Caring for koala woodlands

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Words by: Dr Kay Weltz, CEC Conservation Project Manager

In recent decades manna gum woodlands suffered dramatic declines due to inappropriate fire regimes and high Koala densities. Intense browsing on stressed trees led to severe defoliation and numerous tree deaths, further increasing food competition and stress upon remaining trees. CEC has been working with Traditional Owners, land holders, and government agencies to improve the way these woodlands are managed – regaining a healthy balance and ensuring these highly biodiverse woodlands can not only survive but thrive in the future.

Monitoring vital signs is important for understanding the health of any living thing. CEC has been keeping a ‘finger on the pulse’ of these woodlands for some years now. This includes conducting scientific surveys of the koala population across 15 transects and recording tree health data including tree circumference, percentage foliage cover, defoliation, and dead or declining trees. The results are being analyzed to determine current Koala population density per hectare and tree health.

Thanks to the unusually dry autumn weather on the Cape, conducting the Koala surveys was quite enjoyable, as opposed to spending the day staring up into the rain. Despite their knack for blending in, the Koalas occasionally seemed to pose for the camera like this beautiful healthy male.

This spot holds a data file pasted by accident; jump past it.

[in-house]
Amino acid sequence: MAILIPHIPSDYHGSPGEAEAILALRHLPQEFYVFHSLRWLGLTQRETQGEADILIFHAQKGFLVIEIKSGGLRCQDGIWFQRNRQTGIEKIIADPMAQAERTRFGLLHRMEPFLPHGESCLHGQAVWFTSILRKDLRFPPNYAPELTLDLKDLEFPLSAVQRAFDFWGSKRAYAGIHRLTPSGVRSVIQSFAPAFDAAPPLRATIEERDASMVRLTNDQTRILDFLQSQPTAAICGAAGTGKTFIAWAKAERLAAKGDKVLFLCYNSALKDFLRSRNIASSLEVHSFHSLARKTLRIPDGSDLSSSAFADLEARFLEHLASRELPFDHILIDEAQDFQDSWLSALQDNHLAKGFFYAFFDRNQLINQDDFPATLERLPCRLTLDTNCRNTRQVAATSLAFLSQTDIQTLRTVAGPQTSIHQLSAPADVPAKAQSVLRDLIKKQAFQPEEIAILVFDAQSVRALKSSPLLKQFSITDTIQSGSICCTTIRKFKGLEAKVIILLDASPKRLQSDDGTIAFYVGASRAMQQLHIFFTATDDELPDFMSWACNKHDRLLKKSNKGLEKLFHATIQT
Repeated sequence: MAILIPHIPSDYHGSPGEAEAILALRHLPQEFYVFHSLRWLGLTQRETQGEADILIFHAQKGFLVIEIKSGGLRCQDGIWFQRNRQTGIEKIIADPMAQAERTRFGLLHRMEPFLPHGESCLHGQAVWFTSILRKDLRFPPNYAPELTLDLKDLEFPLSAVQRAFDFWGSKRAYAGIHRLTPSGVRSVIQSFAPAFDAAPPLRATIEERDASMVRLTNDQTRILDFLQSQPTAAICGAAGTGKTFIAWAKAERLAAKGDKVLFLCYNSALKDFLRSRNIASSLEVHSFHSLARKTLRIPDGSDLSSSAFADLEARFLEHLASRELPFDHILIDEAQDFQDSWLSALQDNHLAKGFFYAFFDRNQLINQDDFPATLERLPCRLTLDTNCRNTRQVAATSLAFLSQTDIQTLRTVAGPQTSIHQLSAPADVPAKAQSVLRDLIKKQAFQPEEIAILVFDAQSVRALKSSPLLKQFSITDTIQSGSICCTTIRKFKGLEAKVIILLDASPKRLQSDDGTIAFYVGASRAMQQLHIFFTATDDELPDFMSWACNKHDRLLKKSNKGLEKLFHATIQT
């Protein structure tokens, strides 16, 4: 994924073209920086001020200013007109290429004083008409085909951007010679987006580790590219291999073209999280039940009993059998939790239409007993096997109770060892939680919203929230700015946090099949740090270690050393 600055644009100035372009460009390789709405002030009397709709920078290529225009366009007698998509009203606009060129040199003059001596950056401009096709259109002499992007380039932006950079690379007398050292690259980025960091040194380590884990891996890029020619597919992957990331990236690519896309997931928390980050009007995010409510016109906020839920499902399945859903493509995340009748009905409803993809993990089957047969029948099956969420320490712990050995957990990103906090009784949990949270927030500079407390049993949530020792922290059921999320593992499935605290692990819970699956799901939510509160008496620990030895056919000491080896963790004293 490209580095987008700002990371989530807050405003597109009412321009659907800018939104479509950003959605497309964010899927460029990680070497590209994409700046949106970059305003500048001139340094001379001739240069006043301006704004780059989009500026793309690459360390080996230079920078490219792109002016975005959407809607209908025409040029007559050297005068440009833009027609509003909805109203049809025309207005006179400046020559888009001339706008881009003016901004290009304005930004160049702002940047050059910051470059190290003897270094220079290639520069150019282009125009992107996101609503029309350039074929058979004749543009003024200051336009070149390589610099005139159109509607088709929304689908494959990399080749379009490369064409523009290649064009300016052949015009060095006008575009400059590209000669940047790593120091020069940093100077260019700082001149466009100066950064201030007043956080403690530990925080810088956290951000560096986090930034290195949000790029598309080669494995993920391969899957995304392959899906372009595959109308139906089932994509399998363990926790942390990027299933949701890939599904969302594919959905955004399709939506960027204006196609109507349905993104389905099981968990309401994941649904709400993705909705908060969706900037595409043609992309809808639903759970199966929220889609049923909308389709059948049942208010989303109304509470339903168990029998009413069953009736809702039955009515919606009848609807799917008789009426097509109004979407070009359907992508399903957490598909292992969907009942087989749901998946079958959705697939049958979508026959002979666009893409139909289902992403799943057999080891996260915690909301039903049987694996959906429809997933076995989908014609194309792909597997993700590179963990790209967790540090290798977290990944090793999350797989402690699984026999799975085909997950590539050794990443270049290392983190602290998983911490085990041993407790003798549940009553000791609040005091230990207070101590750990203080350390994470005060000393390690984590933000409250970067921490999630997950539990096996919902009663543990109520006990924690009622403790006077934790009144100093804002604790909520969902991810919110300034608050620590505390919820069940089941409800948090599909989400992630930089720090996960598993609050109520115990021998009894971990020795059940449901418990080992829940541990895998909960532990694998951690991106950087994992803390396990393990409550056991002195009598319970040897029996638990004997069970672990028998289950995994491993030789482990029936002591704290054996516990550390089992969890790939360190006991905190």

“Being out in the woodlands was a wonderful experience. While there are numbers of dead trees they are providing important nesting sites for a range of species and we were pleased to see signs of recovery in a number of older trees, some very healthy looking Koalas, and plenty of recruitment of young trees.” Dr Kay Weltz.

The weather has also been ideal for our ecological burning program and our ecologists worked in collaboration with the Country Fire Authority and local volunteer firefighters to gently burn patches through an important woodland habitat.

“The burn was a great success. The site had a dense shrub storey which reduces the biodiversity, and the fire burned this well, without affecting the canopy at all. We’ll be interested to see the natural regeneration of native grasses and herbs like Bulbine Lilies and Chocolate Lilies in the springtime – this is a site that should support species like the threatened Leafy Greenhood orchid, so we’ll especially look out for that.” – Shayne Neal

The outcomes of these annual burns are closely monitored, and this information is proving invaluable as we work with our partners to understand the ideal fire regime for this ecosystem.